Ardian-Christian KYCYKU.: My love for the Romanian culture was passed over from my father, who studied in Bucharest in the sixties, also by the fact that Romania was one of the cardinal points of exile for my fellow citizens, besides America and Greece. The great Albanese writers Lasgush Poradeci and Mitrush Kuteli, had also lived, written their masterpieces and debuted in the Romania of the thirties. I would add that I had also started to read Eminescu in my first year of college, when I decided that my dad should teach me Romanian. The Philology Faculty Library was rich enough, and I had found a real shield against brainwashing: I would read in Romanian, especially in the Marxism-Leninism, socialist realism, or history of the Labour Party of Albania, classes. It was a charming Romanian, half real, half engrafted with Albanian, with bits of Thraco-Ilyrian and a lot of empathy. Maybe I will write sometime about that experience, which acquired another dimension of mystery, because the reading of some great Romanian writers, later, did not produce for me any disappointments.
Iolanda Malamen: Do you ever miss, from time to time, the childhood stories?
Ardian-Christian Kuciuk: I have cleared my debt with the classic way of missing, sort of speak. I don’t miss essential things, because I was constrained to revive them in books, and to polish them, but not in such a way so that I would lose my connection with the superior reality. The childhood stories gave me a miracle when I was struggling, like any parent, with a child’s insomnias. I had to take all the beautiful and wise stories from the vivid memory of my grandparents, and filter them through my memory, so I could retell them in an Romanian with sprinkled with Albanian idioms, like the one from my college years, and later, when the child kept asking me for an already over-enriched story, I struggled to go back to that initial state of the story and I would “steal” details from the child’s memory in order to retrieve it.
Iolanda Malamen: Look, asking all these questions has tired me. Wouldn’t you like to ask me something?
Ardian-Christian KYCYKU.: Yes: What face does literature have for you, after all these dialogues carried out with so many writers?
Iolanda Malamen: I would like with all my heart for you to re-edit you masterpiece “A glorious and dying tribe” at a prestigious publishing house and to make an appeal of this manner to the most important editors. It is the time that this exceptional epopee to see the light of printing again, in a circulation and distribution worthy for itself.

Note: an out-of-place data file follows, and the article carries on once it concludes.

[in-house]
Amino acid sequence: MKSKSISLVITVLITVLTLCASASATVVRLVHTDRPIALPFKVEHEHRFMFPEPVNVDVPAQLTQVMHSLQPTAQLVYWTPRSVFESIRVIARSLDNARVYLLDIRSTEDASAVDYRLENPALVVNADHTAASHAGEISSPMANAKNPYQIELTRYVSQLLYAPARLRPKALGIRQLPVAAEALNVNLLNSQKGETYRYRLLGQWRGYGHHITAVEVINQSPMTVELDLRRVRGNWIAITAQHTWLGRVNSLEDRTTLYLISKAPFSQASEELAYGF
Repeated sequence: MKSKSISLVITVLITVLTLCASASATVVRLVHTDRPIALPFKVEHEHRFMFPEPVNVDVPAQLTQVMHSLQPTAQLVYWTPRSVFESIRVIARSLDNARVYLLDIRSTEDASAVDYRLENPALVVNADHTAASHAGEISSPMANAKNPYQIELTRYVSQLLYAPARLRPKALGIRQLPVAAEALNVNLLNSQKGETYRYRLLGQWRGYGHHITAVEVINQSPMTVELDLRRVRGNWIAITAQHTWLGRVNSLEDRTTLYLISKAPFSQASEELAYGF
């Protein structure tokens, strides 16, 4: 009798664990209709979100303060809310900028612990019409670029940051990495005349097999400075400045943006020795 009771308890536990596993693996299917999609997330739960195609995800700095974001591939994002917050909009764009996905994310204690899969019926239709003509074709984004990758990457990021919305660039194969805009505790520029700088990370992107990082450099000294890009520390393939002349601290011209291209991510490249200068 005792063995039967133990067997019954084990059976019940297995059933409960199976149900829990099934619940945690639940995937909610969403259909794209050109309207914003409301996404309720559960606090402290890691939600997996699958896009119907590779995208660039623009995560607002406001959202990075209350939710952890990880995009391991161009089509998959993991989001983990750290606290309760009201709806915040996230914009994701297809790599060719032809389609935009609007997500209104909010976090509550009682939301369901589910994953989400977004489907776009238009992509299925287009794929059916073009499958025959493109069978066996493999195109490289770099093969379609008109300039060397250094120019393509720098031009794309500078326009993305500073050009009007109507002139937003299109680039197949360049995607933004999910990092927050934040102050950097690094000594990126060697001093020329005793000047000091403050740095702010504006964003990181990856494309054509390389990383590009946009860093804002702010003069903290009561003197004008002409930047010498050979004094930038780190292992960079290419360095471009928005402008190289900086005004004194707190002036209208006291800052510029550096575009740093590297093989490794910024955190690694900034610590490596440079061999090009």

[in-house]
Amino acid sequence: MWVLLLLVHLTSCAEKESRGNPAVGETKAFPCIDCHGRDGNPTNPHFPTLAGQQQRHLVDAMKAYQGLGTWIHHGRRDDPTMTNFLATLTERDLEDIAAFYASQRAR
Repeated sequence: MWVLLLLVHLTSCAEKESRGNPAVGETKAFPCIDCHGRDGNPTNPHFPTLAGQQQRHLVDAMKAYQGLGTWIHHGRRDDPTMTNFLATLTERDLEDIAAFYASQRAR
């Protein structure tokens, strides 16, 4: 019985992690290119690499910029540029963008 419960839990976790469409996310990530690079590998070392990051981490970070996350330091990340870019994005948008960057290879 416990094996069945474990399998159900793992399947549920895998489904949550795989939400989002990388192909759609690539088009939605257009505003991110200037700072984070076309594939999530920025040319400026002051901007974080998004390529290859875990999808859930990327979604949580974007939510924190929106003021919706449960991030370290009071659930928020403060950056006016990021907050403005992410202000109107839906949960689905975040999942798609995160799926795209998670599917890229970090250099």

Ardian-Christian KYCYKU. In August 1998, after I read the first apperence of the “Tribe…”, a famous Romanian critic told me that, due to such a book, the Romanian culture should be firing its canons. The official ones actually did it, but her canons had silence instead of powder. Of course, my happiness that I was given to write the “Tribe…” plenary overcomes any praise, reward or good criticism. It was then that I understood the role of this strange relation between a certain literary value and the officials. It is something like: the diamond has been given to me, they insist not to honor me with a hand of coals. It is better to be alive and considered dead, than vice versa.
From a certain point of this post vitam, the fate of this epopee has left me behind or in shadow, but, on the other hand, I didn’t want it any other way. It is enough for the avid reader to follow, in the book, the unpredictable relation of the Balkan entity with the Oriental or the Occidental, the desert games as a geographical and metaphorical space, the tools that produce and distort myths, realities – “live flesh” from which the great literature incarnates itself; the blind soldiers parabola, or that invisible study of the mechanisms that create and destroy empires (exemplified by the ottoman one) – and I consider that I finished my mission… If white holes were to exist, with the same absorption ability, but with a proliferating power instead of a mortifying one, this book is one of those holes, at least for me, because it can give birth to other books, like her “twin” Albanian “Eye”, written in 2003, and which also has three editions, this far… In the moments of profound humbleness, I find myself thinking that, even theses two books, could be too much for the life of a single writer. That is why, I had to carefully estrange myself from them, so that both “sides” could have enough life and innovation, but also because the striding for self-exceeding seems desecrating to me.
Iolanda Malamen: I bow to your talent, to your verticality, to your power of being yourself in a world perverted and inappreciative in which the mimic of value is practiced like a sport…
Ardian-Christian Kuciuk: I never forget that literature is not God’s avatar, but only a tool to individual redemption and of the successive leading of the community towards awakening and/or trezvia (spiritual lucidity). Thus, it is like thinking that gymnastics is the soul of the practitioner. Without any false modesty, but in full gratitude of my own nothingness, dear Iolanda, I confess, that it is about a gift, and not personal virtues. And when you want to talk about gift, it is better to keep quiet. Maybe that is why voice also exists in its liquid form, called writing ink.
From Eastern European Messenger, 2009
In English by Mr. Valentin Boboc